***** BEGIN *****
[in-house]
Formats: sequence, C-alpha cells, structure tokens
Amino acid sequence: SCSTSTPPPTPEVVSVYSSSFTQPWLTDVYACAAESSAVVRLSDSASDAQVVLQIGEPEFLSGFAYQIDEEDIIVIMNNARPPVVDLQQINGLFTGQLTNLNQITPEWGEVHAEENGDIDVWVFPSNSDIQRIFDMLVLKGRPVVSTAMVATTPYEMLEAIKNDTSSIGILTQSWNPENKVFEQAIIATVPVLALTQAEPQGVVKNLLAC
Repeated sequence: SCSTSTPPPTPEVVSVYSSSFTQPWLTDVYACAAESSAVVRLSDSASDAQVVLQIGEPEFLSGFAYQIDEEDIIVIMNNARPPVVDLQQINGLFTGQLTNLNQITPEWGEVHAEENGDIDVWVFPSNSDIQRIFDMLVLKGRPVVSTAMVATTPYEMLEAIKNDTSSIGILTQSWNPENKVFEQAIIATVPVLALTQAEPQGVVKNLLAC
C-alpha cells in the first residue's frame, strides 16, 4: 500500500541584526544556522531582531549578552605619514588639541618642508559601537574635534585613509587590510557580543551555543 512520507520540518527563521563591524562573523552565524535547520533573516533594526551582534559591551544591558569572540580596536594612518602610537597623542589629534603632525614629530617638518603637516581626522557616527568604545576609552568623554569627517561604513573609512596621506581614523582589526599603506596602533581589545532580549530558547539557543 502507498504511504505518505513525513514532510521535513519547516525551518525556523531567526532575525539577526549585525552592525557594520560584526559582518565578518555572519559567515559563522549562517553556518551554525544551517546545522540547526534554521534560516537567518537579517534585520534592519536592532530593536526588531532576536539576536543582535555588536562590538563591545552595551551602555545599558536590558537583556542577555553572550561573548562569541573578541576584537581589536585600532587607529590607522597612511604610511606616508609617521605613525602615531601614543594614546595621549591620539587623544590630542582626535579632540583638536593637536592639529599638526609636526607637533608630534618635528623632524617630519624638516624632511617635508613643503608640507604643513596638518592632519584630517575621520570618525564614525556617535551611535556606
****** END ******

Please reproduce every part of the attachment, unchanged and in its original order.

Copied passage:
[in-house]
Formats: sequence, C-alpha cells, structure tokens
Amino acid sequence: SCSTSTPPPTPEVVSVYSSSFTQPWLTDVYACAAESSAVVRLSDSASDAQVVLQIGEPEFLSGFAYQIDEEDIIVIMNNARPPVVDLQQINGLFTGQLTNLNQITPEWGEVHAEENGDIDVWVFPSNSDIQRIFDMLVLKGRPVVSTAMVATTPYEMLEAIKNDTSSIGILTQSWNPENKVFEQAIIATVPVLALTQAEPQGVVKNLLAC
Repeated sequence: SCSTSTPPPTPEVVSVYSSSFTQPWLTDVYACAAESSAVVRLSDSASDAQVVLQIGEPEFLSGFAYQIDEEDIIVIMNNARPPVVDLQQINGLFTGQLTNLNQITPEWGEVHAEENGDIDVWVFPSNSDIQRIFDMLVLKGRPVVSTAMVATTPYEMLEAIKNDTSSIGILTQSWNPENKVFEQAIIATVPVLALTQAEPQGVVKNLLAC
C-alpha cells in the first residue's frame, strides 16, 4: 500500500541584526544556522531582531549578552605619514588639541618642508559601537574635534585613509587590510557580543551555543 512520507520540518527563521563591524562573523552565524535547520533573516533594526551582534559591551544591558569572540580596536594612518602610537597623542589629534603632525614629530617638518603637516581626522557616527568604545576609552568623554569627517561604513573609512596621506581614523582589526599603506596602533581589545532580549530558547539557543 502507498504511504505518505513525513514532510521535513519547516525551518525556523531567526532575525539577526549585525552592525557594520560584526559582518565578518555572519559567515559563522549562517553556518551554525544551517546545522540547526534554521534560516537567518537579517534585520534592519536592532530593536526588531532576536539576536543582535555588536562590538563591545552595551551602555545599558536590558537583556542577555553572550561573548562569541573578541576584537581589536585600532587607529590607522597612511604610511606616508609617521605613525602615531601614543594614546595621549591620539587623544590630542582626535579632540583638536593637536592639529599638526609636526607637533608630534618635528623632524617630519624638516624632511617635508613643503608640507604643513596638518592632519584630517575621520570618525564614525556617535551611535556606